Regional lymph nodes should be palpated for enlargement and aspirated if suspicious. Haematology, serum biochemistry and urinalysis are routinely performed as part of a general health assessment. Survey thoracic radiographs are standard. A thoracic CT is more sensitive than thoracic radiographs to rule out disseminated disease. Cervical ultrasound can be useful, but for planning treatment of large fixed tumours a contrast-enhanced CT or MRI is required. Nuclear scintigraphy can be used for determining function and identifying ectopic malignant tissue. Scintigraphy is also useful for staging.
Differential diagnoses include abscess, granuloma, salivary mucocele, salivary adenocarcinoma, lymphoma, carotid body tumours (Figure 26.1), haemangiosarcoma or other sarcoma, and finally metastasis from oral squamous cell carcinoma (SCC).
|Figure 26.1 |
Options depend on the size, degree of invasion, clinical signs of hyperthyroidism and the availability of radiotherapy and nuclear medicine.
This is the treatment of choice for freely movable masses. It is important that an experienced oncological surgeon evaluates ‘movability’ as surgically excisable masses can seem fixed to the inexperienced surgeon. The surrounding trachea and neck muscles and deeper location of the neck mass can ‘hold’ the tumour in place and give a false idea of fixation (Figure 26.2). In the authors’ experience, if it is a rounded, well-circumscribed mass and is even slightly movable, it is likely to be surgically excisable. If it is large, invasive and totally fixed and immobile, it is not surgically excisable, and attempting to remove it would likely result in a great deal of haemorrhage. Some are very obviously freely mobile and these are most amenable to surgical excision.
|Figure 26.2 |
Unilaterally, the carotid artery, jugular vein and vagosympathetic trunk can be sacrificed with minimal morbidity. Surgery can be complicated by local invasion and excessive haemorrhage or regional coagulopathy.
Prognosis with surgery
• Freely mobile: the prognosis is good with a median survival time (MST) of 36 months, a 1-year survival rate of 75% and a 2-year survival rate of 70% (Klein et al 1995).
• Fixed: with surgery alone the prognosis is poor with an MST of 10 months, a 1-year survival rate of 5% and a 2-year survival rate of 10% (Carver et al 1995).
Radiation has a number of applications in the management of thyroid carcinomas. It can be used as adjunctive therapy to reduce recurrence after incomplete resection or to shrink tumours down prior to surgery. In the latter instance it is the deep margin that is important to evaluate for making a non-surgical patient into a surgical one (see Figure 26.2B).
Radiotherapy is the treatment of choice for large non-resectable tumours. A number of different protocols have been used. Théon et al (2000) reported a progression-free interval of 80% at 1 year and 72% at 3 years using a hyperfractionated protocol. The metastatic rate was 28% and the MST was 24.5 months.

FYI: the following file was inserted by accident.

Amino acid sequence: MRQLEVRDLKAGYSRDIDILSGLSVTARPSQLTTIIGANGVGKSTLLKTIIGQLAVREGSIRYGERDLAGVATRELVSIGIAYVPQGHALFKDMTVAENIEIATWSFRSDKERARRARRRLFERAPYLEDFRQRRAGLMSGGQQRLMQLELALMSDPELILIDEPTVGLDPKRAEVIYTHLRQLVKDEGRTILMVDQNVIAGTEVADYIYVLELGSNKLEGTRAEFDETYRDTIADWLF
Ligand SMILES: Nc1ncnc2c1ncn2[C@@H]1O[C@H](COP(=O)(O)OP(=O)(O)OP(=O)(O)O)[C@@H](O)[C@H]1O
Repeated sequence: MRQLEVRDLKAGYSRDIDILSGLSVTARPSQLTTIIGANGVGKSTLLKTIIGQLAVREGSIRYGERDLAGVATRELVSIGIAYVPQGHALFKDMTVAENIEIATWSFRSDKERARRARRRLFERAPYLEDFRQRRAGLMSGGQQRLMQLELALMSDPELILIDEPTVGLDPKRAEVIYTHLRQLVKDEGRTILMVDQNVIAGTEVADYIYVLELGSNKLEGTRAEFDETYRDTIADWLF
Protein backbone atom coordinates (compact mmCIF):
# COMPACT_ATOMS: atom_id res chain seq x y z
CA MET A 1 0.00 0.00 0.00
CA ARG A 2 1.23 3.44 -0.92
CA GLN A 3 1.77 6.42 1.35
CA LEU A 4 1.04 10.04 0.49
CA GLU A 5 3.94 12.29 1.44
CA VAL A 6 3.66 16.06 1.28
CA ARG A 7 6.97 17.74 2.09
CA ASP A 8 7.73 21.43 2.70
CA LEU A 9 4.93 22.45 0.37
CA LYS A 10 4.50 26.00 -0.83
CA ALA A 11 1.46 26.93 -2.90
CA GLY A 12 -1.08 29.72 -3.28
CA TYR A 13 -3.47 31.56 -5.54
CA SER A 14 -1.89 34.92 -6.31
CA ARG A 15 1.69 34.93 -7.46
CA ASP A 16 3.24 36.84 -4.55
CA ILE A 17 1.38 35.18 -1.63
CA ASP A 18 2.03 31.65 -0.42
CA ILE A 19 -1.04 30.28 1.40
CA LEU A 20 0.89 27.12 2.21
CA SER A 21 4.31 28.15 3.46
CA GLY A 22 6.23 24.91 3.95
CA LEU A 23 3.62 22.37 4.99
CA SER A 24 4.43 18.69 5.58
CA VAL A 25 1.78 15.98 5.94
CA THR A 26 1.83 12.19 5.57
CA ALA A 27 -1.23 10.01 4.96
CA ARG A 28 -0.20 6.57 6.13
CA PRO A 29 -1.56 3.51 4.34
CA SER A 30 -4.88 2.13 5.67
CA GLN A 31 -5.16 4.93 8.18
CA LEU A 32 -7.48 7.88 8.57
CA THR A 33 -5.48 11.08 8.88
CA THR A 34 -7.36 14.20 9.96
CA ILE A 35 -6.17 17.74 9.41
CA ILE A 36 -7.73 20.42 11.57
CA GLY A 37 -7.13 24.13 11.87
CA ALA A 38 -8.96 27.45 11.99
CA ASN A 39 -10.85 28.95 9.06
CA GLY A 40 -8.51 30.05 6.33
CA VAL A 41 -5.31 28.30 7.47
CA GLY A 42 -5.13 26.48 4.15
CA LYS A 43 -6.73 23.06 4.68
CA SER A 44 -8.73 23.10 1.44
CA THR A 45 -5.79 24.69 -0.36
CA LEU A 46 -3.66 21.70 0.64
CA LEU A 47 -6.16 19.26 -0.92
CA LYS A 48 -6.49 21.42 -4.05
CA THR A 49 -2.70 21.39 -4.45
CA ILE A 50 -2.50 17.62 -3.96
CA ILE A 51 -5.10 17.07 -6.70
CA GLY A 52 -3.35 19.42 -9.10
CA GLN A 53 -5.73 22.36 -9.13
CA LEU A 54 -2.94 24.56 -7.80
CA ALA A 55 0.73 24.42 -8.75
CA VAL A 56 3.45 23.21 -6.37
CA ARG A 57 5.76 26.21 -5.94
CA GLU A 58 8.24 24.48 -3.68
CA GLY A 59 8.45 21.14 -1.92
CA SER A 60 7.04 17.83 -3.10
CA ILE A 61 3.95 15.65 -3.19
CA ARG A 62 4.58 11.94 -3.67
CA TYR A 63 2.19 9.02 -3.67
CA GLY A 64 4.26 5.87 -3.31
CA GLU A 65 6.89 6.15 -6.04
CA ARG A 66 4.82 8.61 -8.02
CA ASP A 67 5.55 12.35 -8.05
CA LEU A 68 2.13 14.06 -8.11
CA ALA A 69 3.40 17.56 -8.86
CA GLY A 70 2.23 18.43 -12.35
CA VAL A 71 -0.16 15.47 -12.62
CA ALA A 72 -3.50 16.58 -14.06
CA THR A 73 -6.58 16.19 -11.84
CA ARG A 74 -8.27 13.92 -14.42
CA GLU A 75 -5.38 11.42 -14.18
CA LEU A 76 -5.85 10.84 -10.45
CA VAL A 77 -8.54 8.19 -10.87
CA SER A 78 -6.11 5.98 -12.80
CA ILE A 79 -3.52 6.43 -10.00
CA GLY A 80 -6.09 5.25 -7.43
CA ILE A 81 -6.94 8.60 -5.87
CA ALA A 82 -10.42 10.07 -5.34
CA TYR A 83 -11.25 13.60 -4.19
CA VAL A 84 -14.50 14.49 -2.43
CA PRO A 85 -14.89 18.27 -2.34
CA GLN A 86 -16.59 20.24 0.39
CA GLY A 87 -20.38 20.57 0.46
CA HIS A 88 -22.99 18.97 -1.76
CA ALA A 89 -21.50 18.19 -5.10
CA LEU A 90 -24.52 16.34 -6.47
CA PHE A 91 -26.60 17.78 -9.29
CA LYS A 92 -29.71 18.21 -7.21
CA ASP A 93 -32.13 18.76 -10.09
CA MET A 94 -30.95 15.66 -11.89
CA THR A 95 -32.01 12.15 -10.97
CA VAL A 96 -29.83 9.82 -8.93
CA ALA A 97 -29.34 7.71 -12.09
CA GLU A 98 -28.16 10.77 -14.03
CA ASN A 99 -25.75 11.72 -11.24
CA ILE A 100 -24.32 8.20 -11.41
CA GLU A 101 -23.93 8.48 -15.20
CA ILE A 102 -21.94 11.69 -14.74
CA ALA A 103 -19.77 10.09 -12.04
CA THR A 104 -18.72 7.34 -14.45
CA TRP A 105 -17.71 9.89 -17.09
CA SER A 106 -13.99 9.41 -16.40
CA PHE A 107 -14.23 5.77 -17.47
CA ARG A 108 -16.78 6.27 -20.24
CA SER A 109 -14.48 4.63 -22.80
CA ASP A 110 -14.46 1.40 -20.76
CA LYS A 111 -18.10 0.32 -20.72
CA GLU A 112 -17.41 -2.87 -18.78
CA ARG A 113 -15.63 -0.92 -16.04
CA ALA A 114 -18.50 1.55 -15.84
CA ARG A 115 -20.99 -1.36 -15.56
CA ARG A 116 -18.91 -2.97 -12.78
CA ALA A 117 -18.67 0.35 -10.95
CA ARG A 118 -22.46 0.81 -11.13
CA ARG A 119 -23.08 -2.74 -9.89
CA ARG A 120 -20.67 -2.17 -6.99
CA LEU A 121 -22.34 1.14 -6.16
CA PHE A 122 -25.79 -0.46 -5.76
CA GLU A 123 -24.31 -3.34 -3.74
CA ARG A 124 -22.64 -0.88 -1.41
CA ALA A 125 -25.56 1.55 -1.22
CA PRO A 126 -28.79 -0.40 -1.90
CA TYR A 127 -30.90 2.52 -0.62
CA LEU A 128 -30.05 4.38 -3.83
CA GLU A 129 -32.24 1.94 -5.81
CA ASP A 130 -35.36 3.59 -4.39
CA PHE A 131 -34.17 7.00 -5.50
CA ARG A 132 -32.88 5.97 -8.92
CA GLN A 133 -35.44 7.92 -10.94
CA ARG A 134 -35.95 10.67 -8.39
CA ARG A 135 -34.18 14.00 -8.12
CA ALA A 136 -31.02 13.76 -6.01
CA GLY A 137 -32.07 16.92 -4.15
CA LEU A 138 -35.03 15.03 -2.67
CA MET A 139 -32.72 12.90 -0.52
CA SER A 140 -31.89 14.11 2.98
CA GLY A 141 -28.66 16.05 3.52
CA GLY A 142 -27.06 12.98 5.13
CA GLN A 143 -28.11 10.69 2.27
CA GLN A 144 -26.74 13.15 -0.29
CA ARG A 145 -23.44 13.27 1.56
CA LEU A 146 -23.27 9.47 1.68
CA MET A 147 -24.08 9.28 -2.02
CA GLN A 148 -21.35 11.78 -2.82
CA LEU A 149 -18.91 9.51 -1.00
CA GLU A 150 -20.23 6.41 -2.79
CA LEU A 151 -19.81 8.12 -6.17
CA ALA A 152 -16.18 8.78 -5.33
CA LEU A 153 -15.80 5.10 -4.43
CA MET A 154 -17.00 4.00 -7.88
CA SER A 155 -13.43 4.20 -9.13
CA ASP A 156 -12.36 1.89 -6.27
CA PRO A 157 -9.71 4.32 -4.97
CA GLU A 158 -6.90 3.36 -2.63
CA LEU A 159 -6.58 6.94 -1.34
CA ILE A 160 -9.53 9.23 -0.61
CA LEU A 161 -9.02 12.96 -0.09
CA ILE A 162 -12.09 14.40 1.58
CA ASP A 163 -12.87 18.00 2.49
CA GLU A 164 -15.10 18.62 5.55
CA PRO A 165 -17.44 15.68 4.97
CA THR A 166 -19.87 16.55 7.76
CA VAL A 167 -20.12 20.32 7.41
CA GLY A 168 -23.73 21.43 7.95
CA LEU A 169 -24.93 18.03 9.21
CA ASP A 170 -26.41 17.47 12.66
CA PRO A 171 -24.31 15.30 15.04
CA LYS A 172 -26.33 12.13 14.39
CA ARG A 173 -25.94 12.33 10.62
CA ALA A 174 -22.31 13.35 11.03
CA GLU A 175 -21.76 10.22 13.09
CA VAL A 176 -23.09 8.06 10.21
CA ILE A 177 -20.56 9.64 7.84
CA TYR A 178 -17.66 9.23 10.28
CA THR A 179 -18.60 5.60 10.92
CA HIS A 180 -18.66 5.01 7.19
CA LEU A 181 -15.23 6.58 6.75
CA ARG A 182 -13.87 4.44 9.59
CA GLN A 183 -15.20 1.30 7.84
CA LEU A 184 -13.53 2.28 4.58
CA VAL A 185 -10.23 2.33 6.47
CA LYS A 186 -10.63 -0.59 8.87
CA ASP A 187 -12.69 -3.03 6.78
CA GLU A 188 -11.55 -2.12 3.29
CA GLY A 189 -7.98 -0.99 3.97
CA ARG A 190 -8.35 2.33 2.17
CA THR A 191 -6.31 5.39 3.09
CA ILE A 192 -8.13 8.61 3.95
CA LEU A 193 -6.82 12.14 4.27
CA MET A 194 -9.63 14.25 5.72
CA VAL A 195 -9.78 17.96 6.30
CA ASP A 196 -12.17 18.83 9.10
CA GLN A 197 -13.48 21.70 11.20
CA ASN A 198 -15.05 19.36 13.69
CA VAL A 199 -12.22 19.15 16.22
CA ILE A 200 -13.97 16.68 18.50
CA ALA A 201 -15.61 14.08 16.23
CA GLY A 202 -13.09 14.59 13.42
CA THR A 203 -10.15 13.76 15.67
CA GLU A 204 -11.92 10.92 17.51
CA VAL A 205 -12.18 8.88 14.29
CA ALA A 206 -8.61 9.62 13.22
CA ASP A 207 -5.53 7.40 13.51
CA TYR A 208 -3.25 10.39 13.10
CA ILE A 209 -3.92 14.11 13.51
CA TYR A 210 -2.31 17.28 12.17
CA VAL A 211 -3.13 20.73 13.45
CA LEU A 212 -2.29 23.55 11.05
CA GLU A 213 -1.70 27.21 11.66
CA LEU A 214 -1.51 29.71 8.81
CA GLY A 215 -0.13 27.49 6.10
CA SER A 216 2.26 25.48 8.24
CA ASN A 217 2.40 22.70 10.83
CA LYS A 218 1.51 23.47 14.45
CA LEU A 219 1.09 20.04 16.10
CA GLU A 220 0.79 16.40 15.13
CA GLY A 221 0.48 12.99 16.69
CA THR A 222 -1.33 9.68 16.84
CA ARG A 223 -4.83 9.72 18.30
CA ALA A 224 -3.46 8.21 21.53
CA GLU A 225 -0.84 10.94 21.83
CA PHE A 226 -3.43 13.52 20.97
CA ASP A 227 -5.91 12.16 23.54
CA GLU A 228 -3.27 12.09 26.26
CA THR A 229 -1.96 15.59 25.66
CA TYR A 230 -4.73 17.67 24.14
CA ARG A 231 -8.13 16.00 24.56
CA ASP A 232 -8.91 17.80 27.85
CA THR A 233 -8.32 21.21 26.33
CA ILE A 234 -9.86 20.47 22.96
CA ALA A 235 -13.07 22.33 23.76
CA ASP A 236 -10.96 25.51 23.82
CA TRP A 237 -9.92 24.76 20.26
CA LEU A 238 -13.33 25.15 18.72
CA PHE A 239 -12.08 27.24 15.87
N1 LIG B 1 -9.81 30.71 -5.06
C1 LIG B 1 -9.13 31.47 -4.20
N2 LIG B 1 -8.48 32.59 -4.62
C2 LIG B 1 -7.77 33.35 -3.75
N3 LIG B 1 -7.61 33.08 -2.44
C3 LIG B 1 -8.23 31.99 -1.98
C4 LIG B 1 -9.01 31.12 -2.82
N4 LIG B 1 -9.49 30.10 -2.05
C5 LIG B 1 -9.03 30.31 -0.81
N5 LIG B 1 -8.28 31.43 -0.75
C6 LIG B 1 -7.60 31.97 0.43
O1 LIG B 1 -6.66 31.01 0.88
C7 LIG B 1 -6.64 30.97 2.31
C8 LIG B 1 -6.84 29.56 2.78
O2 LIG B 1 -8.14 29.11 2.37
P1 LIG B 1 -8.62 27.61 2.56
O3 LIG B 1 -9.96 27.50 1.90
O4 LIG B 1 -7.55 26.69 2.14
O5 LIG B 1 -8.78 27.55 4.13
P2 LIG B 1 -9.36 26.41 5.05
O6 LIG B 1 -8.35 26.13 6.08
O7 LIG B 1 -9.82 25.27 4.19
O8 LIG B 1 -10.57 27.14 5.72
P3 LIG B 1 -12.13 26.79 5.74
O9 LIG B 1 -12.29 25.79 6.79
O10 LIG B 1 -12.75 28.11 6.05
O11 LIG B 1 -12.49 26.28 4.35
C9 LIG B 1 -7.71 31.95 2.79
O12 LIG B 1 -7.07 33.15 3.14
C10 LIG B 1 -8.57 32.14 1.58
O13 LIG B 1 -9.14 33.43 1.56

For dogs with non-resectable disease, a hypofractionated protocol (4 once-weekly fractions of 900 cGy) resulted in good long-term control with an MST of 24 months. A complete response was seen in 11% of patients, with most dogs typically having a partial response (89%). No difference in survival was noted between dogs with and without metastatic disease at the time of diagnosis, suggesting that metastatic lesions are very slow growing (Brearley et al 1999).
Overall the value of chemotherapy in the management of thyroid carcinomas is debatable. In one study a partial response was seen in 30–50% of dogs treated with either doxorubicin or cisplatin. Cisplatin 9% (1/11) had a complete response and 54% (6/11) a partial response. The overall MST was 98 days although the MST for responders was 322 days (Fineman et al 1998).
Responses to 131I have been reported but the number of cases is small. 131I is indicated for non-resectable thyroid carcinoma, incomplete resection of thyroid carcinoma and metastatic thyroid carcinoma (Worth et al 2005), but is rarely applicable in most cases because of radiation protection issues and the availability of resources. In a recent study of 131I therapy (± surgery) in 39 dogs with non-resectable thyroid tumours, prolonged survival times were achieved, regardless of serum thyroxine concentration prior to treatment, although three dogs died of bone marrow suppression. Dogs with local or regional tumours lived a median of 839 days; dogs with metastasis lived a median of 366 days (Turrel et al 2006). In another study, 11 dogs that received 131I adjunctively to surgery had an MST of 34 months, dogs receiving 131I alone had an MST of 30 months and dogs with no treatment had an MST of only 3 months (Worth et al 2005).
An early diagnosis, with a freely movable, small primary tumour, treated with complete surgical excision, correlates to a good to excellent prognosis. A delayed diagnosis allows further growth, invasion and fixation of the primary tumour, and a poorer overall prognosis.